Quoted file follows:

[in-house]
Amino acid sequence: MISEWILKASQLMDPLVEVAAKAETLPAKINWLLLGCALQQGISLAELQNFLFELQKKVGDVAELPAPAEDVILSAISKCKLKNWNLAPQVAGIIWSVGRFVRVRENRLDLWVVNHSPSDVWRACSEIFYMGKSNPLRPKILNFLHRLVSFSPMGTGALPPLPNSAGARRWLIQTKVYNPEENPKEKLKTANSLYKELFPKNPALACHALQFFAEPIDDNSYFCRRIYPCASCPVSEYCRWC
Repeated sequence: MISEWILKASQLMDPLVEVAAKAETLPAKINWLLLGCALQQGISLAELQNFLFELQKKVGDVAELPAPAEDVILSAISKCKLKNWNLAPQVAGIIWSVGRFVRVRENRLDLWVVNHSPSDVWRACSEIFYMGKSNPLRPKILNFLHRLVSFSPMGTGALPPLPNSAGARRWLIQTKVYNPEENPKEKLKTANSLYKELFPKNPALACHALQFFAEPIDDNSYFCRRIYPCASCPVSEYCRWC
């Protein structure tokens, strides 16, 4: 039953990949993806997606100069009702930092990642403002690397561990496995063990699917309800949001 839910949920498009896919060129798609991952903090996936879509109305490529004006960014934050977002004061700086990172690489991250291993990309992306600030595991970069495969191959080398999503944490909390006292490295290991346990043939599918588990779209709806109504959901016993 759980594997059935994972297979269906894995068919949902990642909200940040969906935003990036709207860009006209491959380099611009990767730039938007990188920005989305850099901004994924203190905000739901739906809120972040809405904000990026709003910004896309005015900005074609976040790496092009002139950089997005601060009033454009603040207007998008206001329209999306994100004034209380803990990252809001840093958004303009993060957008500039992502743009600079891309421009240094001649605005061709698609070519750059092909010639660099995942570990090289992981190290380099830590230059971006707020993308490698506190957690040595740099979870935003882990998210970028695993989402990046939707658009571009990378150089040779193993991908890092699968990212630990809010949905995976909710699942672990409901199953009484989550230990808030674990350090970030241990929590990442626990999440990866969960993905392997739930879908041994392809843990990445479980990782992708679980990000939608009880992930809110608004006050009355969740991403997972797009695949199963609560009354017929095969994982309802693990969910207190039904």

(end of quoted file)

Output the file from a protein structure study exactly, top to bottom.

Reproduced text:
[in-house]
Amino acid sequence: MISEWILKASQLMDPLVEVAAKAETLPAKINWLLLGCALQQGISLAELQNFLFELQKKVGDVAELPAPAEDVILSAISKCKLKNWNLAPQVAGIIWSVGRFVRVRENRLDLWVVNHSPSDVWRACSEIFYMGKSNPLRPKILNFLHRLVSFSPMGTGALPPLPNSAGARRWLIQTKVYNPEENPKEKLKTANSLYKELFPKNPALACHALQFFAEPIDDNSYFCRRIYPCASCPVSEYCRWC
Repeated sequence: MISEWILKASQLMDPLVEVAAKAETLPAKINWLLLGCALQQGISLAELQNFLFELQKKVGDVAELPAPAEDVILSAISKCKLKNWNLAPQVAGIIWSVGRFVRVRENRLDLWVVNHSPSDVWRACSEIFYMGKSNPLRPKILNFLHRLVSFSPMGTGALPPLPNSAGARRWLIQTKVYNPEENPKEKLKTANSLYKELFPKNPALACHALQFFAEPIDDNSYFCRRIYPCASCPVSEYCRWC
């Protein structure tokens, strides 16, 4: 039953990949993806997606100069009702930092990642403002690397561990496995063990699917309800949001 839910949920498009896919060129798609991952903090996936879509109305490529004006960014934050977002004061700086990172690489991250291993990309992306600030595991970069495969191959080398999503944490909390006292490295290991346990043939599918588990779209709806109504959901016993 759980594997059935994972297979269906894995068919949902990642909200940040969906935003990036709207860009006209491959380099611009990767730039938007990188920005989305850099901004994924203190905000739901739906809120972040809405904000990026709003910004896309005015900005074609976040790496092009002139950089997005601060009033454009603040207007998008206001329209999306994100004034209380803990990252809001840093958004303009993060957008500039992502743009600079891309421009240094001649605005061709698609070519750059092909010639660099995942570990090289992981190290380099830590230059971006707020993308490698506190957690040595740099979870935003882990998210970028695993989402990046939707658009571009990378150089040779193993991908890092699968990212630990809010949905995976909710699942672990409901199953009484989550230990808030674990350090970030241990929590990442626990999440990866969960993905392997739930879908041994392809843990990445479980990782992708679980990000939608009880992930809110608004006050009355969740991403997972797009695949199963609560009354017929095969994982309802693990969910207190039904």